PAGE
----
"One day an army of grey-haired old women may quietly take over the world." - Gloria Steinem.
We went to a benefit screening of The Great Granny Revolution last night. I can't say enough wonderful things about this documentary. It follows the start of the Wakefield Grannies and how they partnered up with a group of Gogos (grannies) who are raising their AIDS orphaned grandchildren in the South African township of Alexandria for moral support (and some financial support) and how the concept has spread through 15 affluent countries now and there are Granny to Granny programs all over the world now. Besides making me homesick (I know all the Wakefield Grannies and a lot of the other people in the film) it just impressed me to no end how these Gogos are parenting and how they are now leading policy changes all over Africa for the benefit of these children.
These women, who raised their families under the oppression of apartheid, are taking on parenting another generation in their 60's and 70's and 80's. Four of them came to Canada two years ago for an international AIDS conference hosted by the Stephen Lewis Foundation (you can give your air miles points to the foundation to support exchanges like this btw) and gave a workshop on how they needed to change their parenting techniques to stay with the times.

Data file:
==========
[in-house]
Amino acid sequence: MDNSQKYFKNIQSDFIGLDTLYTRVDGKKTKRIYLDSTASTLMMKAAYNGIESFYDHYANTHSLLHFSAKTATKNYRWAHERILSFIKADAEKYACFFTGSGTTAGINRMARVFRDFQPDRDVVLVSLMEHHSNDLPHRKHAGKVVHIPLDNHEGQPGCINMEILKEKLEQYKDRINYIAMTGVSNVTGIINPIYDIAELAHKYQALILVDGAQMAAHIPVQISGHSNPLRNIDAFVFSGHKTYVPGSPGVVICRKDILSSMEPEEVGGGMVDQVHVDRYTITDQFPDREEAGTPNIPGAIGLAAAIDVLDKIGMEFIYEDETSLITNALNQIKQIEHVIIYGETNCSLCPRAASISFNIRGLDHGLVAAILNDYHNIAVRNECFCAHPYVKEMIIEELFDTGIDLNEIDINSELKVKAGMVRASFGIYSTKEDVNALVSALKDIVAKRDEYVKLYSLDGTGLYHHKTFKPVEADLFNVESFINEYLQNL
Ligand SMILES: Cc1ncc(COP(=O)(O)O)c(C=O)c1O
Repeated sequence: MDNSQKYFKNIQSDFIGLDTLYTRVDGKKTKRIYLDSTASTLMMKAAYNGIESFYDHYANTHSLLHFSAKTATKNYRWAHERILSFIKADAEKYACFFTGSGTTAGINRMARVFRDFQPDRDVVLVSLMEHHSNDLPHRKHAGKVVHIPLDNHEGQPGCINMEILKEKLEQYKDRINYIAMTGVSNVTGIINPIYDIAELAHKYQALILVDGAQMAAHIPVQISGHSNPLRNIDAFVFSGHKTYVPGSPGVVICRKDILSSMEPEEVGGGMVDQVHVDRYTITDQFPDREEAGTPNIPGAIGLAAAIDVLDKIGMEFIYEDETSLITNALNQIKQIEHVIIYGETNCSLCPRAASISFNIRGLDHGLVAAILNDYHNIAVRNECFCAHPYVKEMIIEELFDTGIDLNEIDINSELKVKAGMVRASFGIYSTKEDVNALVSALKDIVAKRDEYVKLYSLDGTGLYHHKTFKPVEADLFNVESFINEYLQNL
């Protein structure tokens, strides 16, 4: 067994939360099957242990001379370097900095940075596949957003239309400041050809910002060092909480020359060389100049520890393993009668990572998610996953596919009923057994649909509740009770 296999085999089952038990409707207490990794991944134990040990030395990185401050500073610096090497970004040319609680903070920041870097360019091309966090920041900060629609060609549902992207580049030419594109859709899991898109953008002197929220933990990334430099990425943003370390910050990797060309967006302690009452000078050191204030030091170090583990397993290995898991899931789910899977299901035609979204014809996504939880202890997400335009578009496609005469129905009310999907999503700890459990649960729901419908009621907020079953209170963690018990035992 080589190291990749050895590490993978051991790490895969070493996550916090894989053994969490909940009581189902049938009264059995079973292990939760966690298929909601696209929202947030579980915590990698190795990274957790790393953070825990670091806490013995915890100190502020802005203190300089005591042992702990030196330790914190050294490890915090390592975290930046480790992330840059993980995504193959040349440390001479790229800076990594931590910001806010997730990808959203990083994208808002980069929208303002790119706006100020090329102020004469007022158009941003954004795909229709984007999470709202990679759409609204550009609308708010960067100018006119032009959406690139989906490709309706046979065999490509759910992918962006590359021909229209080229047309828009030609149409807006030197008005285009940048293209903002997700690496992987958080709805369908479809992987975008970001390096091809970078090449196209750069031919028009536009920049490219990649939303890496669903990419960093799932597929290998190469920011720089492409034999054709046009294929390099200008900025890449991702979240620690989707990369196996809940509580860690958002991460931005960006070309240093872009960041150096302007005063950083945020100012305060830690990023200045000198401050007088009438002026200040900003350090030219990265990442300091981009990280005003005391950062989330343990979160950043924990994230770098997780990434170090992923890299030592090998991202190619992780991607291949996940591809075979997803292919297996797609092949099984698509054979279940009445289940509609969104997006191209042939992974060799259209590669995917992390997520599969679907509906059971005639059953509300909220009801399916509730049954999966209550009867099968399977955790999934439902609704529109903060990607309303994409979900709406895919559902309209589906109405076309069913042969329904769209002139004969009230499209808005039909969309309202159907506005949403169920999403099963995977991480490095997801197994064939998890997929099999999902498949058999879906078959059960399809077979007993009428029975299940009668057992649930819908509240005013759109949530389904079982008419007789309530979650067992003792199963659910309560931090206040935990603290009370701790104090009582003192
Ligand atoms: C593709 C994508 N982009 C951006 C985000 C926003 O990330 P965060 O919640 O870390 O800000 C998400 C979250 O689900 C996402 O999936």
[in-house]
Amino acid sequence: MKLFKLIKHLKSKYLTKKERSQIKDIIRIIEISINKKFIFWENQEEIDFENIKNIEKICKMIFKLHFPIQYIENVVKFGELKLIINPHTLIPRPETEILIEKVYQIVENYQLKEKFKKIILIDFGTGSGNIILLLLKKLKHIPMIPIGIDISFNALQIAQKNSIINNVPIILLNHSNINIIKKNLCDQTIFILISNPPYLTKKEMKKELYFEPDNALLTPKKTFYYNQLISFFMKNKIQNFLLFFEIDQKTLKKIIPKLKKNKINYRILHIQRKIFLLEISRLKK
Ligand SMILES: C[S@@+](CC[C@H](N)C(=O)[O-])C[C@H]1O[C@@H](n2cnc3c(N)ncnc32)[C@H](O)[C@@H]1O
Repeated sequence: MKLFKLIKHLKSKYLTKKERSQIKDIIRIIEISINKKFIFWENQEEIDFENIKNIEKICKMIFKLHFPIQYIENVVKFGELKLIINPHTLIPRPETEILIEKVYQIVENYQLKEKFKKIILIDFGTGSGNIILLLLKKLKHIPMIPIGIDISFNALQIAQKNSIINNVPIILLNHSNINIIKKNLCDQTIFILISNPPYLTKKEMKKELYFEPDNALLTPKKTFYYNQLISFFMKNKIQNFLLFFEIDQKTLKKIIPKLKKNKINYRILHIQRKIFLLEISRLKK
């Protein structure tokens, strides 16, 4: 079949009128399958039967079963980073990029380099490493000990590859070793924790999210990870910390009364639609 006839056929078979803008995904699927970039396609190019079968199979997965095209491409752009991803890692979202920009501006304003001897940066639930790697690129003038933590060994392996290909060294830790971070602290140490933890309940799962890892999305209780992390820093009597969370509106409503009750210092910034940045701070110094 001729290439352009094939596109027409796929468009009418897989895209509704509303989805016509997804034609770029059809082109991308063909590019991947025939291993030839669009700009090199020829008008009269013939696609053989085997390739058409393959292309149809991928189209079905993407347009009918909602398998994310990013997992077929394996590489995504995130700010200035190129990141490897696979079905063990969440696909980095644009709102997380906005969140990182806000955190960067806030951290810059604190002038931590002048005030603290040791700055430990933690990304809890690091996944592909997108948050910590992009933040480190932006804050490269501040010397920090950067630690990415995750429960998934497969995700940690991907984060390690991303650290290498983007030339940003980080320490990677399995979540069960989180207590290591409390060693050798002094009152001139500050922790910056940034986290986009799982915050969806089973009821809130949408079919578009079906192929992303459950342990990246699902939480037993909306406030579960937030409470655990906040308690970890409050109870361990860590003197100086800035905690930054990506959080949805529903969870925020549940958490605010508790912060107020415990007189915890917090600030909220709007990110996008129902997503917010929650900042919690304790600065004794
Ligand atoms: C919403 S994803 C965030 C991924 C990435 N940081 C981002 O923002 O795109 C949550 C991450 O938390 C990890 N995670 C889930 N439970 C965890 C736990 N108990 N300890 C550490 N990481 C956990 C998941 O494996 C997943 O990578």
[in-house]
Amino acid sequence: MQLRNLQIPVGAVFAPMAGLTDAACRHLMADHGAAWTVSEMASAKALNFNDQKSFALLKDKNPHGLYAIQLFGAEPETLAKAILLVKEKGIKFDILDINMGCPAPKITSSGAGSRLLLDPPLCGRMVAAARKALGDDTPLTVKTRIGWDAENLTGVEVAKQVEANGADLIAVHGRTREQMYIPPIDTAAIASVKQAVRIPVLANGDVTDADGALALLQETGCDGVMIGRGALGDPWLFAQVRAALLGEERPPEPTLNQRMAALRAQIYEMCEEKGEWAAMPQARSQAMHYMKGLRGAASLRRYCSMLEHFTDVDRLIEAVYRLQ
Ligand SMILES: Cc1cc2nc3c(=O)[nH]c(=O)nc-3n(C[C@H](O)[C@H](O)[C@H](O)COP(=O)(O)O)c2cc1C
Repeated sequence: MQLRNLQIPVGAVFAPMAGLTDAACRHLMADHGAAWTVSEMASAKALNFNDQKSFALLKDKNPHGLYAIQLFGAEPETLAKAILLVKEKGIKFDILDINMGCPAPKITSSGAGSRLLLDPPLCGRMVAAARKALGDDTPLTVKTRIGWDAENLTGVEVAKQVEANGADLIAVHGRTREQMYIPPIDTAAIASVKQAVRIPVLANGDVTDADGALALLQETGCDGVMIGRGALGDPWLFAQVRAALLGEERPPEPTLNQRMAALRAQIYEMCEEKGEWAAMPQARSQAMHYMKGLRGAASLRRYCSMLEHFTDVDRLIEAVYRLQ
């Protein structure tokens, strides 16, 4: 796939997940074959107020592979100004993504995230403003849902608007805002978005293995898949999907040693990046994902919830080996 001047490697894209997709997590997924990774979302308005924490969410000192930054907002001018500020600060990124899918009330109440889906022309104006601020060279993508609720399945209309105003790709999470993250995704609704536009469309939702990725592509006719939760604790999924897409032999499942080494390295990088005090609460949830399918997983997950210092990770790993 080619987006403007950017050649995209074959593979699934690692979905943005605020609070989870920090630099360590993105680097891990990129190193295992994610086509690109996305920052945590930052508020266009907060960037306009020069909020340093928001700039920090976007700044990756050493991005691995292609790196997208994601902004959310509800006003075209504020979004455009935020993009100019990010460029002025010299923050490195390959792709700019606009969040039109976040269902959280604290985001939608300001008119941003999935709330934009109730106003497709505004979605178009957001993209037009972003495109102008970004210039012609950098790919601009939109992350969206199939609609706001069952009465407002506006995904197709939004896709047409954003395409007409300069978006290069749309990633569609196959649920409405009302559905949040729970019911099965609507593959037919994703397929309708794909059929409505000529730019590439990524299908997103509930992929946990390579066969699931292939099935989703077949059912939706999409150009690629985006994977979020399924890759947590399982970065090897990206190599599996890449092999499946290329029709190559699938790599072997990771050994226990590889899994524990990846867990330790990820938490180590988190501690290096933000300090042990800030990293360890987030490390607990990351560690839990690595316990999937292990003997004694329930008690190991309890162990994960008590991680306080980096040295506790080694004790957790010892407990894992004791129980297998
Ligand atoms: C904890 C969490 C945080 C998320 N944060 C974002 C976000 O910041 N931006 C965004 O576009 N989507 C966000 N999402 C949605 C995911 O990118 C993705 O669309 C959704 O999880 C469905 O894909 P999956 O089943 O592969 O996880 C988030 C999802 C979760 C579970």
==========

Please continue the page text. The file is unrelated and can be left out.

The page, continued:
One of the Gogos had me in tears when she talked about feeling her silence, her shame about her daughter's HIV infection, killed her. That if she'd been vocal, God would not have taken her daughter from her. That Gogo? She has gone back to school and has become a social worker and is now working in the township on AIDS education. The best thing about the Granny to Granny programs is not the money, its the love and support that these remarkable women get from far away. The psychiatric nurse who runs the Gogo support group that the Wakefield Grannies partnered up with spoke in Wakefield about how sad it was that they had to go all that way to find such unconditional love and support. It isn't in their community where fear and superstitions run rampant, it isn't coming from their leaders and the policies they direct.
Angelique Kidjo spoke with passion about how the most important thing that people can do in the face of such a devastating pandemic is see that these are HUMAN BEINGS not numbers. If you focus on the numbers you feel powerless. If you focus on the people - even if your focus is sharing news about your families with just *one* other person - the joys, the sorrows, the celebration of new babies, the grief of losing one - you are making a difference.
It was an incredible film, about incredible women, ordinary women. So if you get a chance to go to a screening, do. The DVD is sold in support of the Grannies and is 30.00. You can purchase it from the Production Comany here - http://www.rooneyproductions.com/granny/granny.htm